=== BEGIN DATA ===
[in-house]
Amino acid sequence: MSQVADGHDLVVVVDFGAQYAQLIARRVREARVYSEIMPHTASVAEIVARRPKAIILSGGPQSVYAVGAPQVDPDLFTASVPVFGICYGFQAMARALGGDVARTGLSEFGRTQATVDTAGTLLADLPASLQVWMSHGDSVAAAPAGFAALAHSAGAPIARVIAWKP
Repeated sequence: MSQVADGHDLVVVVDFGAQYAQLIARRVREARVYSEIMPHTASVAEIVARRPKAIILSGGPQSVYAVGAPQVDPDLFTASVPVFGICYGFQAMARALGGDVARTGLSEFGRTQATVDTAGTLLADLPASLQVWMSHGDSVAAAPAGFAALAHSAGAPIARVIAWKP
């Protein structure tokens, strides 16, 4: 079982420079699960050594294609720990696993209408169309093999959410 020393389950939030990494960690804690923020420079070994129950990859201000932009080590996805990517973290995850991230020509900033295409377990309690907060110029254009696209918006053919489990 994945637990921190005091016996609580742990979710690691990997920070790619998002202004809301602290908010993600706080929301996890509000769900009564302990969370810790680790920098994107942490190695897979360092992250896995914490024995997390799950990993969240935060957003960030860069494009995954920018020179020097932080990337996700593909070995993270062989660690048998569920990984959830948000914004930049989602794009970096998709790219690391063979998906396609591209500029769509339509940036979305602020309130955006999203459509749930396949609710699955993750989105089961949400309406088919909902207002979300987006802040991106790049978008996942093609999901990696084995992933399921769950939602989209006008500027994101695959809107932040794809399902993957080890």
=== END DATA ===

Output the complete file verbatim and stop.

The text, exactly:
[in-house]
Amino acid sequence: MSQVADGHDLVVVVDFGAQYAQLIARRVREARVYSEIMPHTASVAEIVARRPKAIILSGGPQSVYAVGAPQVDPDLFTASVPVFGICYGFQAMARALGGDVARTGLSEFGRTQATVDTAGTLLADLPASLQVWMSHGDSVAAAPAGFAALAHSAGAPIARVIAWKP
Repeated sequence: MSQVADGHDLVVVVDFGAQYAQLIARRVREARVYSEIMPHTASVAEIVARRPKAIILSGGPQSVYAVGAPQVDPDLFTASVPVFGICYGFQAMARALGGDVARTGLSEFGRTQATVDTAGTLLADLPASLQVWMSHGDSVAAAPAGFAALAHSAGAPIARVIAWKP
């Protein structure tokens, strides 16, 4: 079982420079699960050594294609720990696993209408169309093999959410 020393389950939030990494960690804690923020420079070994129950990859201000932009080590996805990517973290995850991230020509900033295409377990309690907060110029254009696209918006053919489990 994945637990921190005091016996609580742990979710690691990997920070790619998002202004809301602290908010993600706080929301996890509000769900009564302990969370810790680790920098994107942490190695897979360092992250896995914490024995997390799950990993969240935060957003960030860069494009995954920018020179020097932080990337996700593909070995993270062989660690048998569920990984959830948000914004930049989602794009970096998709790219690391063979998906396609591209500029769509339509940036979305602020309130955006999203459509749930396949609710699955993750989105089961949400309406088919909902207002979300987006802040991106790049978008996942093609999901990696084995992933399921769950939602989209006008500027994101695959809107932040794809399902993957080890």